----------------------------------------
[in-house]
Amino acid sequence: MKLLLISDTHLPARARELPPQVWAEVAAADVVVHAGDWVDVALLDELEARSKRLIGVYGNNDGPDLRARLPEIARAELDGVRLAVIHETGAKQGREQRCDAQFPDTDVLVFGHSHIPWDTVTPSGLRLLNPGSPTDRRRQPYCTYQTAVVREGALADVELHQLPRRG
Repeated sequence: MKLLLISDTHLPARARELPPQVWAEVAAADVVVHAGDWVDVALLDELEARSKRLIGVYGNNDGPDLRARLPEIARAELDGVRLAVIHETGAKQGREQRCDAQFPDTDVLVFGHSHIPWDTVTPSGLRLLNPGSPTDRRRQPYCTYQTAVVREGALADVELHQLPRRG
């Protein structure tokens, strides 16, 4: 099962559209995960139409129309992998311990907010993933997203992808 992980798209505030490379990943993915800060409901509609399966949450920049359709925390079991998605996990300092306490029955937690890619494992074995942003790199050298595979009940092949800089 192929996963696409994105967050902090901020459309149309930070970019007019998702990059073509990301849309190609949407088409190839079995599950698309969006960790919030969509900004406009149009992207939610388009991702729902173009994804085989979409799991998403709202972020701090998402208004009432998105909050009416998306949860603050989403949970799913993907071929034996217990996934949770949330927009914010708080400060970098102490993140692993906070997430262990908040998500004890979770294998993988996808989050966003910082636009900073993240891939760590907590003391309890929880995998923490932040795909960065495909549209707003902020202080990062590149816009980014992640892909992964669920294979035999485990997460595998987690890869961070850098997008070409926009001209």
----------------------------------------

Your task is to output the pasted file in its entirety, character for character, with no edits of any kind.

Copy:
[in-house]
Amino acid sequence: MKLLLISDTHLPARARELPPQVWAEVAAADVVVHAGDWVDVALLDELEARSKRLIGVYGNNDGPDLRARLPEIARAELDGVRLAVIHETGAKQGREQRCDAQFPDTDVLVFGHSHIPWDTVTPSGLRLLNPGSPTDRRRQPYCTYQTAVVREGALADVELHQLPRRG
Repeated sequence: MKLLLISDTHLPARARELPPQVWAEVAAADVVVHAGDWVDVALLDELEARSKRLIGVYGNNDGPDLRARLPEIARAELDGVRLAVIHETGAKQGREQRCDAQFPDTDVLVFGHSHIPWDTVTPSGLRLLNPGSPTDRRRQPYCTYQTAVVREGALADVELHQLPRRG
């Protein structure tokens, strides 16, 4: 099962559209995960139409129309992998311990907010993933997203992808 992980798209505030490379990943993915800060409901509609399966949450920049359709925390079991998605996990300092306490029955937690890619494992074995942003790199050298595979009940092949800089 192929996963696409994105967050902090901020459309149309930070970019007019998702990059073509990301849309190609949407088409190839079995599950698309969006960790919030969509900004406009149009992207939610388009991702729902173009994804085989979409799991998403709202972020701090998402208004009432998105909050009416998306949860603050989403949970799913993907071929034996217990996934949770949330927009914010708080400060970098102490993140692993906070997430262990908040998500004890979770294998993988996808989050966003910082636009900073993240891939760590907590003391309890929880995998923490932040795909960065495909549209707003902020202080990062590149816009980014992640892909992964669920294979035999485990997460595998987690890869961070850098997008070409926009001209």